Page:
Question from a Pre-Nursing Student

Posted
by Apple-Core Apple-Core, ASN, BSN, RN Member Nurse

Has 3 years experience.

Hope it's ok to post here, but I'd love some feedback from seasoned (and not so seasoned :D) nurses!

My question is...how does one decide on a specialty?

Was perhaps just an area that really appealed to you before you even stepped one toe into a hospital as a nurse? Was it just something that kind of happened because that's where you got a job? Was it something that you really enjoyed during rotations as a student?

My understanding (please correct me if I'm wrong) is that during nursing school, we will (as students) hopefully be given the opportunity to spend time in each major hospital area, such as L&D, surg-med etc. and I assuming that is where many students feel a particular "draw" to a specific area of nursing??

Thanks in advance. :D

TheCommuter, BSN, RN

Specializes in Case mgmt., rehab, (CRRN), LTC & psych. Has 16 years experience. 226 Articles; 27,608 Posts

I picked a specialty by truthfully assessing my workplace preferences and personality. Basically, I dislike dealing with high acuity levels, complicated procedural skills, frequent codes, stat orders, and snap decisions.

I like a slower pace and a routinized work environment. Essentially, I prefer to know exactly what I am walking into because I am task-oriented.

Therefore, I exhibited a preference for long term care (a.k.a. the nursing home industry). This area of nursing provided me with slower paced work of a mostly routine nature. With the exception of the occasional 911 call or surprise complaint of chest pain, I knew what I would be walking into.

AdobeRN

AdobeRN

1,294 Posts

For the most part I figured it out during clinicals in nursing school. I did not enjoy working with adults so that guided me towards pedi. I thought I would love doing L&D, Post partum, newborn nursery or NICU - found out after I got my first job in a hospital that I didn't really care for those areas either after having to float to them. I enjoy working with school age kiddos.

Apple-Core, ASN, BSN, RN

Has 3 years experience. 1,016 Posts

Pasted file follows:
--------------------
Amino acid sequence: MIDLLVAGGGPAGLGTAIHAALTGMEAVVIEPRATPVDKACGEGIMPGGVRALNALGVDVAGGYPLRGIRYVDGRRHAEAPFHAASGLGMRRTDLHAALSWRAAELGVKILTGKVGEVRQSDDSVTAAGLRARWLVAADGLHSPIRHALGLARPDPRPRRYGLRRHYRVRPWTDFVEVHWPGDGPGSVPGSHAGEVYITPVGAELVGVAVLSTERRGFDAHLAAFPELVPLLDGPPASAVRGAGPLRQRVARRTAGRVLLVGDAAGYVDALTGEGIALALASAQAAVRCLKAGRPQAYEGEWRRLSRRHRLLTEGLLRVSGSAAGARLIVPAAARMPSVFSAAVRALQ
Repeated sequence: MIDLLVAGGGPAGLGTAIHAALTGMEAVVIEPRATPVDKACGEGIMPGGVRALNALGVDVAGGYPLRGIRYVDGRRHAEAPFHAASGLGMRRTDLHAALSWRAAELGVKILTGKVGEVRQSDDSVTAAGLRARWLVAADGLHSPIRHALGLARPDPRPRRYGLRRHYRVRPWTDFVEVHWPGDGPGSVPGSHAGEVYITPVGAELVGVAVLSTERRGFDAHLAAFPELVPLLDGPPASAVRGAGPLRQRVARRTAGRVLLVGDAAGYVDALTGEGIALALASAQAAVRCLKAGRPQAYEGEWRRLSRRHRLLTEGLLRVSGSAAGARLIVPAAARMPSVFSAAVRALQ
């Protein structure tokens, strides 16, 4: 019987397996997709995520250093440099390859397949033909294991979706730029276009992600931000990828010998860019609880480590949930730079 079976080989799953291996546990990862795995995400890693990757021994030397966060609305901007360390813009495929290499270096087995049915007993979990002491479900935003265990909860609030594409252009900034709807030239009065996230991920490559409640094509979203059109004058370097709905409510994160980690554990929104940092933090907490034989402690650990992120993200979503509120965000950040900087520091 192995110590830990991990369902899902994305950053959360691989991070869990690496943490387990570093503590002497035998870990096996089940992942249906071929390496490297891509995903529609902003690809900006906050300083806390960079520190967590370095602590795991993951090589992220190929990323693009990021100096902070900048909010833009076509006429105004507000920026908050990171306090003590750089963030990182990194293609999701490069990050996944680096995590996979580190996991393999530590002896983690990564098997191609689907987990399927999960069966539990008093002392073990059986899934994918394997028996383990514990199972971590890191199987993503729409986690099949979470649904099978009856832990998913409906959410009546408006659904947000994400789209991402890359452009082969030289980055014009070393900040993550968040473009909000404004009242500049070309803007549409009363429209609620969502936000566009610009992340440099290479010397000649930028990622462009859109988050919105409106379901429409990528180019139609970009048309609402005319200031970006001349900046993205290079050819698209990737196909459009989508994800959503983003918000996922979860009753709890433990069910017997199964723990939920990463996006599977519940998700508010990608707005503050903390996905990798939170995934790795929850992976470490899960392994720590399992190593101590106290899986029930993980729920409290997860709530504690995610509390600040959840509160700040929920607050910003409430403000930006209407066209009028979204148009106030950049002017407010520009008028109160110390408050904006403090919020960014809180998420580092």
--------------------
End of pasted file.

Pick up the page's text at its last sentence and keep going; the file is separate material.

Thank you for your replies! This is exactly what I was looking for! :yes:

Extra Pickles

1,403 Posts

You won't get to experience all avenues of nursing while a student, it's really just a Sample Pack. You might find what you desperately want to do while in school is something you really don't care for when you actually start working in the job. Or available jobs may not exist in the area of nursing you're interested in. You might figure it out later on, after working for awhile, and you may figure it out ony after 3 or 4 different areas worked! That's the beauty of nursing, you can move and change and grow :)

datalore

datalore

Specializes in Cardiac/Tele. 100 Posts

For me it was undeniable interest in an area long before nursing school. Significant family history of strokes and heart failure makes me think that hearts, lungs, and kidneys are cool... so for me the cardiopulmonary unit in my hospital was my only goal. And then once I worked there, my interest continued to deepen -- that's how I knew I chose wisely. Now that I've floated to a few other units, I see other areas I would love to learn in the future. But for now I want to become an expert in my area before I move on. The beauty of nursing is you can move about if different types of nursing interest and excite you.

The other side of that coin is that I learned quickly what I can't stand. I don't like post-surgical care, so that eliminated quite a few units! I am severely uninterested in orthopedics. I floated to my ED, which I thought I would end up doing, and hated it. I love kids, but don't like peds/NICU after shadowing there. I did a few shifts shadowing a scrub nurse in the OR; hated it. I still learn a lot when I float to those areas, and I love that, but I'll never apply to work in those specialties. So that helped too! :)